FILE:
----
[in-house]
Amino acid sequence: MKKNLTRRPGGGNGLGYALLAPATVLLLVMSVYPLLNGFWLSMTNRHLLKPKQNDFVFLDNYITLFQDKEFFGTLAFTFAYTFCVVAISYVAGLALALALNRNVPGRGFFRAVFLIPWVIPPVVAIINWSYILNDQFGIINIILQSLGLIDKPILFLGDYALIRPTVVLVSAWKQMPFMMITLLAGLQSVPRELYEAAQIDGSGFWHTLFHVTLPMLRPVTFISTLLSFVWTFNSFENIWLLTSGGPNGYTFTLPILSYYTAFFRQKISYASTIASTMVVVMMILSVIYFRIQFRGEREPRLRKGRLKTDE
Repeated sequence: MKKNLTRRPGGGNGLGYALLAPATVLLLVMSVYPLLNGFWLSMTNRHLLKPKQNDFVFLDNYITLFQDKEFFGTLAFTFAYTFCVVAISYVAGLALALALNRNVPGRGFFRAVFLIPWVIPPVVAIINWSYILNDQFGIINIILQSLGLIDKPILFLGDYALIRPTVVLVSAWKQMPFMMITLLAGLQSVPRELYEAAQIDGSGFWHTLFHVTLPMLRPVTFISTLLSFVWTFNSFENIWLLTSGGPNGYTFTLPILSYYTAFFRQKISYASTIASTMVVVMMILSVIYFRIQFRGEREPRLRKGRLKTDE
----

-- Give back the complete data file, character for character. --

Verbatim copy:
[in-house]
Amino acid sequence: MKKNLTRRPGGGNGLGYALLAPATVLLLVMSVYPLLNGFWLSMTNRHLLKPKQNDFVFLDNYITLFQDKEFFGTLAFTFAYTFCVVAISYVAGLALALALNRNVPGRGFFRAVFLIPWVIPPVVAIINWSYILNDQFGIINIILQSLGLIDKPILFLGDYALIRPTVVLVSAWKQMPFMMITLLAGLQSVPRELYEAAQIDGSGFWHTLFHVTLPMLRPVTFISTLLSFVWTFNSFENIWLLTSGGPNGYTFTLPILSYYTAFFRQKISYASTIASTMVVVMMILSVIYFRIQFRGEREPRLRKGRLKTDE
Repeated sequence: MKKNLTRRPGGGNGLGYALLAPATVLLLVMSVYPLLNGFWLSMTNRHLLKPKQNDFVFLDNYITLFQDKEFFGTLAFTFAYTFCVVAISYVAGLALALALNRNVPGRGFFRAVFLIPWVIPPVVAIINWSYILNDQFGIINIILQSLGLIDKPILFLGDYALIRPTVVLVSAWKQMPFMMITLLAGLQSVPRELYEAAQIDGSGFWHTLFHVTLPMLRPVTFISTLLSFVWTFNSFENIWLLTSGGPNGYTFTLPILSYYTAFFRQKISYASTIASTMVVVMMILSVIYFRIQFRGEREPRLRKGRLKTDE